Sunday, February 1, 2009

Fractional Reserve Banking - More Explanation....

This post is a follow on from many comments on my last post on fractional reserve banking. If this is your first visit to the blog, you may want to look at some of the posts linked to on the left before this post, as this post is a little narrow and more than a little abstract, and attempts to clarify the previous post. If you do want to read on, in order to understand this post, you will need to read my previous post, which is here and may find the comments made by readers helpful in understanding the questions I am trying to address.

Before going on, I will re-emphasise something that some people missed. I am very clear that the central banks do indeed create money (but more of that in a future post). However, this should not be mixed up with the principle of whether Fractional Reserve Banking FRB creates money. My post on FRB seems to very contentious, with one commentator on a forum being very complimentary about the blog overall, but also suggesting that I do not understand FRB. I think the problem prompting such comments is very basic, and is the subject of argument amongst the different schools of economics - the question of what money is.

Returning to the definition of money, in my original post I went to some effort to make clear my definition of money. The argument about whether FRB creates money depends on how you might define money. Perhaps I never made the relationship between FRB and money clear as one person asked why I added this discussion of what money is.

I specifically gave the case of the IOU to make the point of my definition. The IOU is only money in the narrowest sense because it has a limited use in exchange, as it is only meaningful to a very limited number of people who are able to assess the value of the IOU. I would quote the section of the original post here but it is quite long. As such you may wish to return to the post, and you will find it about a third of the way down (using the scrollbar).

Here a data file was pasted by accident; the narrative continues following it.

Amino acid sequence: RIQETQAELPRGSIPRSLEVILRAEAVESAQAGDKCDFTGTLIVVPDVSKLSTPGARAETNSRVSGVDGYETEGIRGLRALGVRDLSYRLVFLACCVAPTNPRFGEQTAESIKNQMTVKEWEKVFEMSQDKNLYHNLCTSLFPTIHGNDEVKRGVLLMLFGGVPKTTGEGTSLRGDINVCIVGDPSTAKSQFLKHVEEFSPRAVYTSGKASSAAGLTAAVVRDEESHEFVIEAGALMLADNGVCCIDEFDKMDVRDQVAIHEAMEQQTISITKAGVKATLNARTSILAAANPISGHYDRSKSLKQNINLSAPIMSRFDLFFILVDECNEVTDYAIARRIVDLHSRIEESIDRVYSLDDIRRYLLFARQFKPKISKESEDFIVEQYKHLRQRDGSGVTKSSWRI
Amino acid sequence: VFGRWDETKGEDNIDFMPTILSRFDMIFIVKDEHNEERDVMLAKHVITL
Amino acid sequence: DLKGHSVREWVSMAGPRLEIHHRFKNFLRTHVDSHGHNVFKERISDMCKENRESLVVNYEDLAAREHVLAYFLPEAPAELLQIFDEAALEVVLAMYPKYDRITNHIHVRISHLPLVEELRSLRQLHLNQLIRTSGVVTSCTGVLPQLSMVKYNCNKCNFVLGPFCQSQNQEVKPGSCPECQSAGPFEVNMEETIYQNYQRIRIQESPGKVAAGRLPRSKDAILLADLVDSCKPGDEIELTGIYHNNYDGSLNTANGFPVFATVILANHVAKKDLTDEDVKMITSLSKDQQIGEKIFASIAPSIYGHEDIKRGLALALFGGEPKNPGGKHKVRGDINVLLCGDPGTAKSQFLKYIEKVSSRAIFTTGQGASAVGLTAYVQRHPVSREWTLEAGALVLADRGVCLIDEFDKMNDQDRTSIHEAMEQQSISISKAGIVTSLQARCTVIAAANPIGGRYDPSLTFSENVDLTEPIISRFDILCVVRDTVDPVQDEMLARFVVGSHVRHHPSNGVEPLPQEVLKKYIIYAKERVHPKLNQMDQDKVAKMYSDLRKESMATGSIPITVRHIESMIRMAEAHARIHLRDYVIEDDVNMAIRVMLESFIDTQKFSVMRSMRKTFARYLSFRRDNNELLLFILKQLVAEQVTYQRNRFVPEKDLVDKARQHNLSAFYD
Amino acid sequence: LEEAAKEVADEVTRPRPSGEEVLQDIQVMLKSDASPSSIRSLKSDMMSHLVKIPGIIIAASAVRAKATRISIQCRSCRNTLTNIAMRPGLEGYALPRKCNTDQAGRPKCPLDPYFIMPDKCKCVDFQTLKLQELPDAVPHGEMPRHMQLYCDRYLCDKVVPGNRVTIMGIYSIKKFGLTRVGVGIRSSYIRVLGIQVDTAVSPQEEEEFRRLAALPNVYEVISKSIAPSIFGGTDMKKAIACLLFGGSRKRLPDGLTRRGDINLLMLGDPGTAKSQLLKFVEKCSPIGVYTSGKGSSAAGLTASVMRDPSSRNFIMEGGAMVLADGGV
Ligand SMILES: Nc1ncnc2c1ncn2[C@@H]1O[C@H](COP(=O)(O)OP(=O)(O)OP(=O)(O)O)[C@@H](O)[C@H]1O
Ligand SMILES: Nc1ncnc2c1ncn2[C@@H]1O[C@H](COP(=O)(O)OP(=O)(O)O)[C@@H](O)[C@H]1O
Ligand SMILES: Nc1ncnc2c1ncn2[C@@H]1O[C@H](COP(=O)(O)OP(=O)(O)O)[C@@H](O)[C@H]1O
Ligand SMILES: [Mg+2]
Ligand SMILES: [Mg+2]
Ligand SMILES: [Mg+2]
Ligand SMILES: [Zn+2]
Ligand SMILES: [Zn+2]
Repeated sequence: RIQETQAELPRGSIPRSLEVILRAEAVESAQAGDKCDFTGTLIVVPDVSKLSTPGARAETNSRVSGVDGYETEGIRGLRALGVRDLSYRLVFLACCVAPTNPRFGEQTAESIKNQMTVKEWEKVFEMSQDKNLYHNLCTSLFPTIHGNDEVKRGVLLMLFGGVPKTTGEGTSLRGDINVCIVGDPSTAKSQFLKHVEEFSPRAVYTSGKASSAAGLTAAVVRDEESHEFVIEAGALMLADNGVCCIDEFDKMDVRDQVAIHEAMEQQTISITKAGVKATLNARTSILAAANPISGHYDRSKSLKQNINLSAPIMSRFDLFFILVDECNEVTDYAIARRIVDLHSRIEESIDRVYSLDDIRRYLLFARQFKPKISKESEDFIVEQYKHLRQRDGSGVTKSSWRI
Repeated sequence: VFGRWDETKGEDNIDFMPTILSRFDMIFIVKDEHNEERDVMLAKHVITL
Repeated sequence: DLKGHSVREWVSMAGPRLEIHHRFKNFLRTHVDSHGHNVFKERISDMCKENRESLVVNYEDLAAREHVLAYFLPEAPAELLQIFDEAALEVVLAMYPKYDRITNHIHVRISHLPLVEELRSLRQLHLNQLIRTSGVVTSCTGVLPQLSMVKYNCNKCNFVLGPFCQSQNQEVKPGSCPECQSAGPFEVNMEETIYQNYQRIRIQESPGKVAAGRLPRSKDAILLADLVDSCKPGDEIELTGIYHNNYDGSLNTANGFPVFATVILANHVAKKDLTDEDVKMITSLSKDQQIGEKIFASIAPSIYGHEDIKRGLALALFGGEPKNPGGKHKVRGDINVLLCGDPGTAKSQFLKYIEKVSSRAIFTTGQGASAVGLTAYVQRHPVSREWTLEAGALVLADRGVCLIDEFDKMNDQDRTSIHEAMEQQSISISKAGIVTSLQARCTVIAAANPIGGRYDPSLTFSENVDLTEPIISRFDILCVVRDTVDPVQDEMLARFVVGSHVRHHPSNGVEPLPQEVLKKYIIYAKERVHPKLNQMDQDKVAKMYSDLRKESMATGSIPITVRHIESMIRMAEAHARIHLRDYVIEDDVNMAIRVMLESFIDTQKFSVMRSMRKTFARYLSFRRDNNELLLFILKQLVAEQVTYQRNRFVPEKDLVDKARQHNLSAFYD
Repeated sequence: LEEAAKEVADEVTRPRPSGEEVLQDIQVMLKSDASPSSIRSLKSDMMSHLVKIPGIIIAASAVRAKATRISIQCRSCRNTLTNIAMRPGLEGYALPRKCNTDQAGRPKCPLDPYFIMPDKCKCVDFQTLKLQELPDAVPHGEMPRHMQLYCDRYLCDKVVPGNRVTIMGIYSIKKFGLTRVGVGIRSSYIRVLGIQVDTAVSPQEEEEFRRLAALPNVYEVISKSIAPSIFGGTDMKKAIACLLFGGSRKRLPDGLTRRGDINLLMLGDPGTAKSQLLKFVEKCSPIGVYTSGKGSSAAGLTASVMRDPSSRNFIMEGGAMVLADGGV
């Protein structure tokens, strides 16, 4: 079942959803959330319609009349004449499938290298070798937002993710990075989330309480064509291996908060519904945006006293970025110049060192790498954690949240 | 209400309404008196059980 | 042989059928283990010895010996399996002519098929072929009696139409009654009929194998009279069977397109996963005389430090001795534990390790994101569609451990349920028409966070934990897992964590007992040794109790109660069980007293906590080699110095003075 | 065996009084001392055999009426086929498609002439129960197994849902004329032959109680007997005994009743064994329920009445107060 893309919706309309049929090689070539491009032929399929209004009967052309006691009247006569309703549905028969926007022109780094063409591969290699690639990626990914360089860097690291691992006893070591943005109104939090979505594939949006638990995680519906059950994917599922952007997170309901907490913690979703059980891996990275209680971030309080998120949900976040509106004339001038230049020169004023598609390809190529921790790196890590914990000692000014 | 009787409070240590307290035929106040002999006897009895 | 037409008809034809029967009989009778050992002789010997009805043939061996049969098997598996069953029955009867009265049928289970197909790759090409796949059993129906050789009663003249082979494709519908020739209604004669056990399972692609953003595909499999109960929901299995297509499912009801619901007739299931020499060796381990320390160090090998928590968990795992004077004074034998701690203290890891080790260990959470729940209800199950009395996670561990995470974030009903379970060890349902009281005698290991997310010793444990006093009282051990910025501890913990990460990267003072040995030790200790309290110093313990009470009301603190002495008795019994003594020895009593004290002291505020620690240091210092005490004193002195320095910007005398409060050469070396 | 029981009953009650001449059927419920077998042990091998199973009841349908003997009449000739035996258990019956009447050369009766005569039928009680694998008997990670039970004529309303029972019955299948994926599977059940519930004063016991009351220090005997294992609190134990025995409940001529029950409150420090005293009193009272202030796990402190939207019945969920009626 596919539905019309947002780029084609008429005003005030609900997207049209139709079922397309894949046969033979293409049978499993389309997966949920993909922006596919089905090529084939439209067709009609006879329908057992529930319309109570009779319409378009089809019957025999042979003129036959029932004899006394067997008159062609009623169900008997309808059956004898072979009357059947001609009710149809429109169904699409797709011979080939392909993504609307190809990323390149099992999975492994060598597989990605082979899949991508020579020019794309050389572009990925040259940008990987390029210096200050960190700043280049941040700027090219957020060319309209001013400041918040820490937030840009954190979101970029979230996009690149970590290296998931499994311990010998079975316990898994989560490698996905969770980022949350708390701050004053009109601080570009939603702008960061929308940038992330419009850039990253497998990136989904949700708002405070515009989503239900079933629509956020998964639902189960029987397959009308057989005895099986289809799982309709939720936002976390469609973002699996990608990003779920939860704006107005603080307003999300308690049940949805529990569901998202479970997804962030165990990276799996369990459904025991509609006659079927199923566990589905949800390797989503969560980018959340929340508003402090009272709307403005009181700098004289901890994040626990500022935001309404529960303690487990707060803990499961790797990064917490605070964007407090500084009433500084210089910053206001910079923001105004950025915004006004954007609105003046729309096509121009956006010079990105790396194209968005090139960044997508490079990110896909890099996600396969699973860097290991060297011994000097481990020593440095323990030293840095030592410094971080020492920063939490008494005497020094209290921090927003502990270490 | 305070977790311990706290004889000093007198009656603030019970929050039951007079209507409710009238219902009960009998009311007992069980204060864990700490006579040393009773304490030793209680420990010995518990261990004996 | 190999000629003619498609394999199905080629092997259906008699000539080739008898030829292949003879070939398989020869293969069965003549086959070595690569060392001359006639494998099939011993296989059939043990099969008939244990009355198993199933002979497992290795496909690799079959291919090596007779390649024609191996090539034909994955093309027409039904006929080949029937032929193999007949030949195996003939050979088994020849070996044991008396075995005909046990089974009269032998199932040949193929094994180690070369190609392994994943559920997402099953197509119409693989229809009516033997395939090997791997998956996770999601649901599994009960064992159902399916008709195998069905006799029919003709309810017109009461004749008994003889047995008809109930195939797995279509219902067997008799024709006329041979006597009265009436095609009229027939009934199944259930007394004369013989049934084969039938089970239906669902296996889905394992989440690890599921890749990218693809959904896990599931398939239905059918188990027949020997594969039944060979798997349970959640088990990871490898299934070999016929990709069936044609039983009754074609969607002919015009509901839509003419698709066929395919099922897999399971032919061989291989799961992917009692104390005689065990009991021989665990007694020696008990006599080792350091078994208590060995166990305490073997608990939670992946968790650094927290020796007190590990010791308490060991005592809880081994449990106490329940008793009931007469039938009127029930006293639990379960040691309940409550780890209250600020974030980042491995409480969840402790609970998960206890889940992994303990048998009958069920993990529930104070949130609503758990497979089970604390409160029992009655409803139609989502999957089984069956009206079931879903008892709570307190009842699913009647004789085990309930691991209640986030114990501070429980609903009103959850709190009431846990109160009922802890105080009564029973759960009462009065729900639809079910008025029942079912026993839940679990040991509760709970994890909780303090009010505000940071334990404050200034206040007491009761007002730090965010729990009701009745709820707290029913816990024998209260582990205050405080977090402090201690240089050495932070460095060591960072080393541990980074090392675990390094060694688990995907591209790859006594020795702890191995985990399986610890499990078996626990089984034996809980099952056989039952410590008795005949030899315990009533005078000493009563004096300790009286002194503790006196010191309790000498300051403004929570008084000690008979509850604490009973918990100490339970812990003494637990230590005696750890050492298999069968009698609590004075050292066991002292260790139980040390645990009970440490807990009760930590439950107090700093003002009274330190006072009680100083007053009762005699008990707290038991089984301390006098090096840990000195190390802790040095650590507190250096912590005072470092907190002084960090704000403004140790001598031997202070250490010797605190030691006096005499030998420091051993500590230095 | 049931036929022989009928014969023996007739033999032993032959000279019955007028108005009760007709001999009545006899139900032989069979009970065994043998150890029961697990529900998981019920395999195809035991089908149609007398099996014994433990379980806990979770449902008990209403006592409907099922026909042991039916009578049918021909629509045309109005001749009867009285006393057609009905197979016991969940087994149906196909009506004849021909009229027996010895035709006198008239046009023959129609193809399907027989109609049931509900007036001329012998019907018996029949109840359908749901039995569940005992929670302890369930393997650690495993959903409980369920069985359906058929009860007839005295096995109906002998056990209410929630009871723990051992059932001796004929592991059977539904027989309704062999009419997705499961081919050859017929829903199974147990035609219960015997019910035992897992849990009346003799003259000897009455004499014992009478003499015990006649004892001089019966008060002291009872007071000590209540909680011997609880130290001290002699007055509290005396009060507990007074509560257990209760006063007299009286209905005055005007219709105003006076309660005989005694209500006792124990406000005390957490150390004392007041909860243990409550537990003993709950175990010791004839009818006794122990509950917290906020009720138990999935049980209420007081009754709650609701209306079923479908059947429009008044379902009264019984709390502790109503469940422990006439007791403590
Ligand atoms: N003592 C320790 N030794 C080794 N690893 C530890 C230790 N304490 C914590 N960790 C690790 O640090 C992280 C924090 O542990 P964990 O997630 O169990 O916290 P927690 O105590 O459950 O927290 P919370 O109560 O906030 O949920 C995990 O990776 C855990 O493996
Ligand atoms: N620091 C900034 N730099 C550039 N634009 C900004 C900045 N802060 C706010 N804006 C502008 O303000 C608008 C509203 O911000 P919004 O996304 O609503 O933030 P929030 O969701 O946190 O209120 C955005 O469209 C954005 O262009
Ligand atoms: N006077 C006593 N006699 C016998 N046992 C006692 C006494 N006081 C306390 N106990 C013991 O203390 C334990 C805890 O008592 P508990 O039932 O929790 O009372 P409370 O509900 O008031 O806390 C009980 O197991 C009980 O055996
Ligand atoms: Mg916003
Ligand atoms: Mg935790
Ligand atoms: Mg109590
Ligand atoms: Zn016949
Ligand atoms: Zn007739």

As another aside, it might be noted that a fiat currency can be viewed as an IOU, as in a fiat system we just collectively (most of the time) believe in the value of the fiat money. There is no underlying contract that gives value to the money, but simply a belief that is has vale. This is a difficult point to summarise, so you may wish to read my post here as this discusses money in some depth.

The question at the heart of the debate is whether FRB allows the creation of money from nothing. If we go back to how the money creation argument let us look at another example which is as follows:

Depositor A deposits 100 gold coins into Bank A.
Bank A loans 80 gold coins to borrower A for the purchase of a house.
Borrower A writes an IOU for 80 gold coins made out to Bank A.
At this stage we still have a total of 100 gold coins.
The house Seller A accepts the 80 gold coins in exchange for the house.
Seller A then deposits the 80 gold coins into Bank A.
At this point in time, we still have only 100 gold coins in total.
Bank A again has in hand the 80 gold coins.
Bank A lends out 64 of the gold coins to borrower B to purchase a house.
Borrower B writes an IOU for the 64 gold coins.
And so the process might continue....

....But you will notice that on each occasion, the total number of gold coins never changes, and the amount that the bank can lend diminishes on each occasion. Furthermore, there is never an increase in the number of gold coins, just an increase in the IOUs. I have left out interest on this occasion for simplicity and also because (at some point) I would like to deal with this on a post about inflation and deflation. In the end, in the above scenario, the bank will only ever be able to lend a total of 80 gold coins.

The key question in all of this is how money is defined, and this is why I went to some effort to make clear what my definition of money actually is. Under my definition, money only exists in the collective minds of all of us. Whilst some might imagine that the IOUs are money, they are not money, they are IOUs whose value requires specialist knowledge, is highly speculative and they are therefore of limited use as money.